Descriptive Statistics in R
Descriptive Statistics in R, You’ll learn about descriptive statistics in this tutorial, which is one strategy you might employ in exploratory data analysis.
Before you invest time constructing intricate models, it’s necessary to first study your data when you start analyzing data. Calculating descriptive statistics for your data is an easy approach to do so.
Descriptive Statistics in R
Descriptive statistical analysis aids in describing the fundamental characteristics of a dataset and gives a brief description of the sample and data measurements.
One approach to do this is to use the tidyverse dplyr summarise() function.
The summarise() function is frequently used in conjunction with group by() to summarise each group into a single-row summary.
The column names that contain the categorical variables for which you want to create summary statistics are passed as parameters to group by().
Let’s take airline data set for analysis,
summary<-data %>% group_by(Reporting_Airline) %>% summarize(mean=mean(ArrDelayMinutes,na.rm=TRUE), std_dev=sd(ArrDelayMinutes,na.rm=TRUE)) summary
Reporting_Airline mean std_dev 1 AA 10.12226 24.95855 2 AS 12.91111 25.59903 3 B6 18.55039 47.14758 4 DL 13.83650 48.08742 5 HP 19.21429 25.31700 6 PA (1) 33.54545 118.73265 7 TW 15.59459 36.82041 8 UA 11.73462 27.09474 9 VX 14.93798 31.14125
The mean, total number of data points, standard deviation, quartiles, and extreme values can all be displayed in summary statistics.
In these statistics, any NA values are automatically skipped. The summarize() function helps you understand how your variables are distributed.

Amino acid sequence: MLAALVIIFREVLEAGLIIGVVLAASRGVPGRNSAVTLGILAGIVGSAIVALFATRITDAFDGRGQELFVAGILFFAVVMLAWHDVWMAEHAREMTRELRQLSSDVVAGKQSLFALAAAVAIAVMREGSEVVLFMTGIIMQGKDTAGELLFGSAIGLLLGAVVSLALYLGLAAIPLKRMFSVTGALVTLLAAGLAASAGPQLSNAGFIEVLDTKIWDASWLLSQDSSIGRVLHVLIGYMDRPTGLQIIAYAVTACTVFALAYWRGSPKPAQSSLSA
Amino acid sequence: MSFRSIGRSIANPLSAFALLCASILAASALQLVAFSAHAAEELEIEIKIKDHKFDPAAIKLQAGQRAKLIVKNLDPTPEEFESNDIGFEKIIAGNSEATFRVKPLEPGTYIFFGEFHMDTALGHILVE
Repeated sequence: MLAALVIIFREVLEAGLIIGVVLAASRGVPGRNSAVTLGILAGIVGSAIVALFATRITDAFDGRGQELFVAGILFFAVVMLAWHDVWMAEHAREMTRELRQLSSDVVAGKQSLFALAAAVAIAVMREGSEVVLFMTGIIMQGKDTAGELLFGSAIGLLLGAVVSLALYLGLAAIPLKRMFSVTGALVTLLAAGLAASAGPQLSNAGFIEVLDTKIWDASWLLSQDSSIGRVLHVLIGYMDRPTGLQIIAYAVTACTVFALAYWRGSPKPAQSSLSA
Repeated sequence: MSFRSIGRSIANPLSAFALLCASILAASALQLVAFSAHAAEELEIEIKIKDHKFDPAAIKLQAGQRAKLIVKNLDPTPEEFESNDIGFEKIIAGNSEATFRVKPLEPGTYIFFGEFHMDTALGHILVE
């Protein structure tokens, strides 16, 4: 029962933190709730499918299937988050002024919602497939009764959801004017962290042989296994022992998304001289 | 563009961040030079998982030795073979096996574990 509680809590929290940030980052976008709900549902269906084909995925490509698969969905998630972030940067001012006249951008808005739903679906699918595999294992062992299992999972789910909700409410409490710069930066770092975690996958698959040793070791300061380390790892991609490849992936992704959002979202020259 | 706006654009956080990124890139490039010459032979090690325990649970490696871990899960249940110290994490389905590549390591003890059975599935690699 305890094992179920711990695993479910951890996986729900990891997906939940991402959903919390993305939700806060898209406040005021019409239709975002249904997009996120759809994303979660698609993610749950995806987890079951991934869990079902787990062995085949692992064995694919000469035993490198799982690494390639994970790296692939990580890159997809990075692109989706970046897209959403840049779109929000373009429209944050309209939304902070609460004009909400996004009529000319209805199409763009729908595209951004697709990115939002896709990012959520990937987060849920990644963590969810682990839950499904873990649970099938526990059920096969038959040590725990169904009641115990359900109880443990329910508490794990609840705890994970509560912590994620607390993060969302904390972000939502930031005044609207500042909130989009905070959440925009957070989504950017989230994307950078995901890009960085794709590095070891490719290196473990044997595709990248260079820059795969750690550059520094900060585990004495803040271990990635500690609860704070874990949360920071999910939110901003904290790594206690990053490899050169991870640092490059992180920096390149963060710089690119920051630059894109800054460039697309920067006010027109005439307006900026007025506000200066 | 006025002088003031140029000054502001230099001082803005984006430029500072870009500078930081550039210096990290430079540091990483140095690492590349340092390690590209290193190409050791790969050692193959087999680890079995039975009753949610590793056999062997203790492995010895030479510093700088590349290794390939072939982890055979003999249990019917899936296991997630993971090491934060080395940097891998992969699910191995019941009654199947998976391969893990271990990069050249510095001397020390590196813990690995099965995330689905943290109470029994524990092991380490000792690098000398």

Your dataset can also include categorical variables. These are variables with discrete values that can be classified into different categories or groups.
The reporting airline, for example, is a categorical variable in this dataset, with the following categories: UA, AS, DL, and six others.
Using the count() function is one technique to summarise categorical data.
data %>% count(Reporting_Airline)
Reporting_Airline n 1 AA 1096 2 AS 45 3 B6 258 4 DL 526 5 HP 14 6 PA (1) 33 7 TW 185 8 UA 569 9 VX 129
Boxplots are a wonderful way to visualize numeric data since they allow you to see the data’s various distributions. A boxplot depicts the data’s median or the location of the middle data point.
Let’s take one of the random box plots for illustration purposes.
The 75th percentile is represented by the Upper Quartile, whereas the 25th percentile is represented by the Lower Quartile.
The Interquartile Range is the data between the Upper and Lower Quartiles.
The Lower and Upper Extremes are next.
Above the 75th percentile, these are computed as 1.5 times the interquartile range, and below the 25th percentile, they are calculated as 1.5 times the IQR.
Finally, outliers appear as separate dots outside the upper and lower extremities on boxplots.
Outliers, as well as the distribution and skewness of the data, can be clearly identified using boxplots.
A scatter plot is an excellent method to represent the relationship between two variables.
In a scatter plot, each observation is represented by a point. The relationship between the two variables is depicted in a scatterplot.
Let’s take one of the random scatter plots for illustration purposes.
The predictor variable is the one that you’re using to make a prediction.
The variable you’re trying to forecast is known as the target variable.
In a scatterplot, the predictor variable is usually plotted on the x-axis (horizontal axis), while the target variable is plotted on the y-axis (or vertical axis).
In this tutorial, you learned that descriptive statistics are used to characterize basic characteristics of data and to provide brief summaries of the sample and data measurements.
You may visualize data distribution and correlations visually using boxplots and scatter plots.